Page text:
The bottom line is that child poverty, fuel poverty, childcare, benefits, education and health inequalities are cross-cutting issues, with no single Department holding all the policy levers. If we can replace the silo mentality with genuine interdepartmental co-operation as envisaged under the Child Poverty Act 2010, coupled with a policy commitment to early intervention, we believe that we may better use the scarce resources available to us. The Child Poverty Act 2010 imposes a limited duty to collaborate, while the children’s services planning model provides the foundation for integrated planning and commissioning.

I remind the Committee that the law places on us a statutory duty to co-operate to protect a child’s welfare.

To tackle persistent poverty and end intergenerational deprivation, we need to encourage a move from remedial action to early intervention when considering health inequalities or issues around differential educational attainment by the poorest children.

The alliance believes in the principle of invest to save. The New Economics Foundation and Action for Children research shows that the UK could save £486 billion over a 20-year period and dramatically improve social well-being by shifting investment in children and young people to a more preventative model.

A recent Audit Commission report estimated that the total financial cost to the economy and the Exchequer of each young person who is not in education, employment or training — NEETs — is £160,000; there are 41,000 such young people in Northern Ireland. It is crucial that those young people be included in interventions that are developed in the child poverty strategy and which are integral to addressing the cycle of intergenerational poverty.

I now turn to poverty and educational attainment. Education is indentified in the Child Poverty Act 2010 as one of the key building blocks in the route out of poverty. However, when we look at the educational attainment levels of pupils in Northern Ireland, we see that in 2009 only 30% of pupils who received free school meals attained five good GCSEs, compared with 64% of their peers who did not receive free school meals.

One in five children leaves primary school having failed to achieve the basic standard — level 4 at Key Stage 2 — in literacy and mathematics. Essentially, those children are illiterate. From the inspectorate report, we note that 30% of primary schools in Northern Ireland received adverse inspection reports, yet there are no clear lines of accountability mapped out. If we look at that as an opportunity, the evidence of need is clear and the actions should be about making the earliest possible intervention. That would have the best outcome and be most cost-effective.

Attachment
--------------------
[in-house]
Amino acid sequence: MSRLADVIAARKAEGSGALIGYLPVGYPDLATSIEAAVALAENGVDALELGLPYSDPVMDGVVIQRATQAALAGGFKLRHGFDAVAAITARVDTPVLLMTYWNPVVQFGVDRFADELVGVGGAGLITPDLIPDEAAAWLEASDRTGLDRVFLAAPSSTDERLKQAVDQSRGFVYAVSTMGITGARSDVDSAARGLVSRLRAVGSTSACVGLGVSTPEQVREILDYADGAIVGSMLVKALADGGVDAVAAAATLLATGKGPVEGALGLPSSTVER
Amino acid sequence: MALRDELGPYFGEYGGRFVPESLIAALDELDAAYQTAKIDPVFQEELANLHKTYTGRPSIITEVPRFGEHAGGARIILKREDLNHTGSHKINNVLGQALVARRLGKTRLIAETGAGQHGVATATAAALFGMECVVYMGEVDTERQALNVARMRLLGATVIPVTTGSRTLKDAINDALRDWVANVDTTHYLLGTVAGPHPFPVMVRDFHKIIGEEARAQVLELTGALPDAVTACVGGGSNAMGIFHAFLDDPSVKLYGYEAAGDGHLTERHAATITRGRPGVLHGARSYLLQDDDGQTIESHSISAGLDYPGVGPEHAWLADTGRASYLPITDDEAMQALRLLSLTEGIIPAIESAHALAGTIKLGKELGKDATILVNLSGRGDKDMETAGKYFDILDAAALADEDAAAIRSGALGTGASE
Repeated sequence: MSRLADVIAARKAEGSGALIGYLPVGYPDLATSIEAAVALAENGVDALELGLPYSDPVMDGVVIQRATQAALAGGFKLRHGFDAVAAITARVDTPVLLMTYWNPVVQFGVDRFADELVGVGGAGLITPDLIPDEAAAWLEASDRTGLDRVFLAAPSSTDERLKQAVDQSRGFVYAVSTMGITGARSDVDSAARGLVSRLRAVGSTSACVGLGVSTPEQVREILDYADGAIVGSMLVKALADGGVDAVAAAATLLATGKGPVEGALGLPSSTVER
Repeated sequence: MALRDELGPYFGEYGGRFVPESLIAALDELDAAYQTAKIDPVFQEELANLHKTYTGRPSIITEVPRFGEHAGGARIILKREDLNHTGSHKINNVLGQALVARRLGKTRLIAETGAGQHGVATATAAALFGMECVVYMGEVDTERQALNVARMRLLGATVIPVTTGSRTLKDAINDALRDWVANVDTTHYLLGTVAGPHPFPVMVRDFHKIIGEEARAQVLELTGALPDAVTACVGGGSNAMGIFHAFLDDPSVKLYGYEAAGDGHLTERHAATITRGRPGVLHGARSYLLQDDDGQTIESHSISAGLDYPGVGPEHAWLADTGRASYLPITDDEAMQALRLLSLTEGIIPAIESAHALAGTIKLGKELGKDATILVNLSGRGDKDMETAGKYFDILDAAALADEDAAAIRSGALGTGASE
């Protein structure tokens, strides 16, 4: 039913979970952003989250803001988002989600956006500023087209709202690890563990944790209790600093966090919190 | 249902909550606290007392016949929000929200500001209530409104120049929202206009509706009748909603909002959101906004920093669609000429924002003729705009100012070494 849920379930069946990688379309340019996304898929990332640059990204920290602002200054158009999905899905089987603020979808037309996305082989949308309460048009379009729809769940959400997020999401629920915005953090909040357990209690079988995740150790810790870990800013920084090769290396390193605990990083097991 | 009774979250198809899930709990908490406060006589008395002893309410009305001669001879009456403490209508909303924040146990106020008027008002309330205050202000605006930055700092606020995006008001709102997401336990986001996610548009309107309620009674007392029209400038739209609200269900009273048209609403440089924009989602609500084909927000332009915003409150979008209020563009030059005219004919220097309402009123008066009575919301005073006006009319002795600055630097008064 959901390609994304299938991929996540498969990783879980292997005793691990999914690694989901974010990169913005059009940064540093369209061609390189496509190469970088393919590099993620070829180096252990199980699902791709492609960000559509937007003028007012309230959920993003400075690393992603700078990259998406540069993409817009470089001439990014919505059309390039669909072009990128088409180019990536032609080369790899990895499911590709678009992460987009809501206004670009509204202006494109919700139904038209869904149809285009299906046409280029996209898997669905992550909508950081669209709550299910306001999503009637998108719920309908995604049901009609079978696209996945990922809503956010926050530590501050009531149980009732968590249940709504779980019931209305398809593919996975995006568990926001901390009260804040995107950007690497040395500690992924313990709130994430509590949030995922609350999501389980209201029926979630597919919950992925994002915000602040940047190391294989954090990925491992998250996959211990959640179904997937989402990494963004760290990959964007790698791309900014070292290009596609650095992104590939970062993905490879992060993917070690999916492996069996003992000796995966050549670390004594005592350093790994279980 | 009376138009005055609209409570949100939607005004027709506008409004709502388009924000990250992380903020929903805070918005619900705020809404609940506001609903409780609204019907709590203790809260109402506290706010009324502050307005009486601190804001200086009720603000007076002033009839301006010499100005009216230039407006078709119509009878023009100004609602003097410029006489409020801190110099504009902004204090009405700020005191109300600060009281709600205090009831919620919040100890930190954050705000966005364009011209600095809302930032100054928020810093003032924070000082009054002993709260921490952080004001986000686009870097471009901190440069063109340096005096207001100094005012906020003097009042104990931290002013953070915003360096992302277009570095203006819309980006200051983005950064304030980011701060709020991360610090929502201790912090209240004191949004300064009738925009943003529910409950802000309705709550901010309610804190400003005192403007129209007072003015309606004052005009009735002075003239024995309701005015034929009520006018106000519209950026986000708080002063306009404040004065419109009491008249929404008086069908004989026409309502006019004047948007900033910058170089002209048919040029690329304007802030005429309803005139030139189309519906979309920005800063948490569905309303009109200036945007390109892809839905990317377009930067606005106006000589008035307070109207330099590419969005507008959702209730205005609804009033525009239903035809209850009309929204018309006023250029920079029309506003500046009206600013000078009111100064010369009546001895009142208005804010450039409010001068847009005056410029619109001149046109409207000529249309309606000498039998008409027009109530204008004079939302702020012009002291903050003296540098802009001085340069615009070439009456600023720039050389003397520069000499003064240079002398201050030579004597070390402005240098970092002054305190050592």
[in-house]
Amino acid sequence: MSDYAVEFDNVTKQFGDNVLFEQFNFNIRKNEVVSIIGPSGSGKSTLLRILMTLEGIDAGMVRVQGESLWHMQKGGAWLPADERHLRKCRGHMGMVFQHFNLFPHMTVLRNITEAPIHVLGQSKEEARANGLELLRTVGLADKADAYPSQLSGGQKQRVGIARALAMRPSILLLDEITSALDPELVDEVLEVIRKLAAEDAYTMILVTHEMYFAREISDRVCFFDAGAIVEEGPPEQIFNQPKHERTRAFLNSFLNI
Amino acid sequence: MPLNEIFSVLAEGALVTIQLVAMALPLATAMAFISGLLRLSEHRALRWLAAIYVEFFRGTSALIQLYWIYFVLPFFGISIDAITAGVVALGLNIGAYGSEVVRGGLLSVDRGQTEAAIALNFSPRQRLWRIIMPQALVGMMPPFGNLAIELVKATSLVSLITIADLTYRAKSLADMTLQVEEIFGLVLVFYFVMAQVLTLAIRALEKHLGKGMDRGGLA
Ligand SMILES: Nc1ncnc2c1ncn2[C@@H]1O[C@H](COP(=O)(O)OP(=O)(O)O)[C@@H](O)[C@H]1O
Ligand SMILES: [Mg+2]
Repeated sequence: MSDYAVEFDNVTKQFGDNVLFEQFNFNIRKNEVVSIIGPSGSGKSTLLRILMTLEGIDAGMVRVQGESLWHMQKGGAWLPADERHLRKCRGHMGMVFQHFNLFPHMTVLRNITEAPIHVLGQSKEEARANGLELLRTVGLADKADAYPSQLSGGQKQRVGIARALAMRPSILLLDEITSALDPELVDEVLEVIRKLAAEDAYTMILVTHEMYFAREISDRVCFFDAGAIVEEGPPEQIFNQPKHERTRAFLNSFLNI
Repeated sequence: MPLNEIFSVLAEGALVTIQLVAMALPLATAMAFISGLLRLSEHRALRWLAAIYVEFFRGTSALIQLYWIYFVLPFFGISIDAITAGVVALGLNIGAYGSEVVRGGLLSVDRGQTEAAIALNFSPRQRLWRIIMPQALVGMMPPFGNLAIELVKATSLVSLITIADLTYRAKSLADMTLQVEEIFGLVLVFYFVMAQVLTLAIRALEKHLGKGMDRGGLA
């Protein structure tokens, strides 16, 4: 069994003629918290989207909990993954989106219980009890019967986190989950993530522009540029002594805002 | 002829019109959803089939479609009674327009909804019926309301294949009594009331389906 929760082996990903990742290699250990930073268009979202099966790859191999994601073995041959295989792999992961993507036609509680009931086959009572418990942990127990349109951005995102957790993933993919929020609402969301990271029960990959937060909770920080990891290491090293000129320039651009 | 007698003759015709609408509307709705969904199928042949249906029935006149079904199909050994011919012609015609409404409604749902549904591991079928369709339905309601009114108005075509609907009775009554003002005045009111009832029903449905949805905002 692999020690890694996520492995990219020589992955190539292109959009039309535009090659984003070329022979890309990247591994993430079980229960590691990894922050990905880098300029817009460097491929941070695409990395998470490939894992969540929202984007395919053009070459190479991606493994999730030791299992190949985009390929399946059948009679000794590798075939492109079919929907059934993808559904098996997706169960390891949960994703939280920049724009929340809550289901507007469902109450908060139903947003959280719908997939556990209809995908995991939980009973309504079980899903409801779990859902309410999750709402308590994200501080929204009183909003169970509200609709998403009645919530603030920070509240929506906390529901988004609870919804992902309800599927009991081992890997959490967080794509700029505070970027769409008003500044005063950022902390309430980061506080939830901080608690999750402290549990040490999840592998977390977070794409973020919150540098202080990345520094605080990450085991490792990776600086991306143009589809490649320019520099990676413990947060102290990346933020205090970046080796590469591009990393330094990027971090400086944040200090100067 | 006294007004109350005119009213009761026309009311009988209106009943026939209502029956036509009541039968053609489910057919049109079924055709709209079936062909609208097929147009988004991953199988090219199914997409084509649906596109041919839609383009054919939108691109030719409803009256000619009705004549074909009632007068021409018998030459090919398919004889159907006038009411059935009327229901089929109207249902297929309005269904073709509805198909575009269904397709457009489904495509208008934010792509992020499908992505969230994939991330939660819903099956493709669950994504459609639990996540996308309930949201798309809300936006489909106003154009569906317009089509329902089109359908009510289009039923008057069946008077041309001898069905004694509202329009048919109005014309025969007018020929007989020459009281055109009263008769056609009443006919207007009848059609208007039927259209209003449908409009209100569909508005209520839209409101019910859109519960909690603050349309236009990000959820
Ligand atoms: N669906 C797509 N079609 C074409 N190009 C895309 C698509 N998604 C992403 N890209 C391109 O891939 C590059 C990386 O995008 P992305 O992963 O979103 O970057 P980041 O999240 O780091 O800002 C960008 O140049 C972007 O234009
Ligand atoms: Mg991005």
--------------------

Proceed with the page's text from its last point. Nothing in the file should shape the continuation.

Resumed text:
Educational measures in the child poverty strategy could include an extension of early-years provision to target the poorest children; parenting support programmes to enable families to support the development and education of the child; and a refocusing on literacy and numeracy at primary level with data collected, for the first time, at Key Stage 1 and Key Stage 2 for pupils who receive free school meals.

Early-years education, childcare and measures to close the educational gap between the better-off and the poorest pupils are vital to preventing the NEETs phenomenon and to building an enterprising Northern Ireland economy.

I now turn to childcare and accessing work. Another main way of getting families out of poverty centres on access to education, training and jobs for mothers; in turn, that requires affordable, quality, accessible childcare. Childcare can cost anything from £100 to £185 a week here. Budget proposals for returning the working tax credit to its previous level of 7% mean that families that earn the minimum wage will have to pay up to £55·50 towards the childcare costs of each child. For many, that will be impossible and work for them will not pay.

Apart from the cost, provision of childcare is limited and too fragmented. We need a comprehensive, integrated childcare strategy that assigns responsibility to one Department and a statutory duty for others to contribute. Any strategy must include a map of provision and reflect gaps, including the need for more registered childcare places and places for disabled and migrant children and address the inadequate provision in our rural areas. Another obvious barrier affecting lone parents is that they have to be available for work as soon as their youngest child is seven.

We also note health inequalities. A recent report from the Royal College of Psychiatrists argues that there is no health without mental health and highlights the correlation with child poverty. It states that children from the poorest 20% of households are at a threefold greater risk of mental health problems than children from the richest 20% of households. Policies need to be in place to address the social and economic inequalities that contribute directly to poor mental health and well-being.

Since half of all mental illnesses begin by the age of 14, the Royal College of Psychiatrists is calling for government to tackle mental health problems early in life. That would improve educational attainment, employment opportunities and physical health as well as reducing substance misuse, self-harm and suicide, family conflict and social deprivation; it would increase life expectancy, economic productivity, social functioning and the quality of life. It would also have benefits across the generations, which is a direct quotation from the report.